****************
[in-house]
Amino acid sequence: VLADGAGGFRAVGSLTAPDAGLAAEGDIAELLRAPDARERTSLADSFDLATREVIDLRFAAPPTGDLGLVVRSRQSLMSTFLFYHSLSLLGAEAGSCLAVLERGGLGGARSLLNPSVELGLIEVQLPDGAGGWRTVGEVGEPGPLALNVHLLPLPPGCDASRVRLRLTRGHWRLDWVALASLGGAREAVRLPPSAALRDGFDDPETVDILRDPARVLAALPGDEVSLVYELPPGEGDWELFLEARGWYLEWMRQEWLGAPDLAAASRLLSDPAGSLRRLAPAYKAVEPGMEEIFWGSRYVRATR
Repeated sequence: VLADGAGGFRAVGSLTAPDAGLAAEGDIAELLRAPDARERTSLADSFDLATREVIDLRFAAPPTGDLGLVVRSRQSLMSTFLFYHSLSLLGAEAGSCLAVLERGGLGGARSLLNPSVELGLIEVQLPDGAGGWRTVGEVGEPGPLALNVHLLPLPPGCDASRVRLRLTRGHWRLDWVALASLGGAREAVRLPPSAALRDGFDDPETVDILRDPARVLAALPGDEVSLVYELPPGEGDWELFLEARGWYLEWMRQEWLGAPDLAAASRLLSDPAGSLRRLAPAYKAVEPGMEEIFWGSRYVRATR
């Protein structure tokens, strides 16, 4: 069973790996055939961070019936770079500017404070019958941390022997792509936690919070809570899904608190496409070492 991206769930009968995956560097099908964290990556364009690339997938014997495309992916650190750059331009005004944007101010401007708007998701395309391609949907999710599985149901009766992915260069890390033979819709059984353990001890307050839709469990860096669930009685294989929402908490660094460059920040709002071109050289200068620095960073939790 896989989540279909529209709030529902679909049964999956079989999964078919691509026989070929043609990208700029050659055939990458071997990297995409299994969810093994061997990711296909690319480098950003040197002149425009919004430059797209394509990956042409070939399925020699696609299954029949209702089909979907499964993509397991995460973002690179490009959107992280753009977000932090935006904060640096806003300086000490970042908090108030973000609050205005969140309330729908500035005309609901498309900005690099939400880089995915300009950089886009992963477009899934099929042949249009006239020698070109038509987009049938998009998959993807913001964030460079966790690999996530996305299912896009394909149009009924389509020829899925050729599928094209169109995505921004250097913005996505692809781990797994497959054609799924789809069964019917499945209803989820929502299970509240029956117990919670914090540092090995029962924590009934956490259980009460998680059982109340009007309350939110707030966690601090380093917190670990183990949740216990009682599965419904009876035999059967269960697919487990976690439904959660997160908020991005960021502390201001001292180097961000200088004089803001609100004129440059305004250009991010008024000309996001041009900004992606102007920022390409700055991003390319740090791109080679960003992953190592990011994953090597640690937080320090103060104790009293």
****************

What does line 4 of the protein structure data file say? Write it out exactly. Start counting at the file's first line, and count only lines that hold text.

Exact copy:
């Protein structure tokens, strides 16, 4: 069973790996055939961070019936770079500017404070019958941390022997792509936690919070809570899904608190496409070492 991206769930009968995956560097099908964290990556364009690339997938014997495309992916650190750059331009005004944007101010401007708007998701395309391609949907999710599985149901009766992915260069890390033979819709059984353990001890307050839709469990860096669930009685294989929402908490660094460059920040709002071109050289200068620095960073939790 896989989540279909529209709030529902679909049964999956079989999964078919691509026989070929043609990208700029050659055939990458071997990297995409299994969810093994061997990711296909690319480098950003040197002149425009919004430059797209394509990956042409070939399925020699696609299954029949209702089909979907499964993509397991995460973002690179490009959107992280753009977000932090935006904060640096806003300086000490970042908090108030973000609050205005969140309330729908500035005309609901498309900005690099939400880089995915300009950089886009992963477009899934099929042949249009006239020698070109038509987009049938998009998959993807913001964030460079966790690999996530996305299912896009394909149009009924389509020829899925050729599928094209169109995505921004250097913005996505692809781990797994497959054609799924789809069964019917499945209803989820929502299970509240029956117990919670914090540092090995029962924590009934956490259980009460998680059982109340009007309350939110707030966690601090380093917190670990183990949740216990009682599965419904009876035999059967269960697919487990976690439904959660997160908020991005960021502390201001001292180097961000200088004089803001609100004129440059305004250009991010008024000309996001041009900004992606102007920022390409700055991003390319740090791109080679960003992953190592990011994953090597640690937080320090103060104790009293």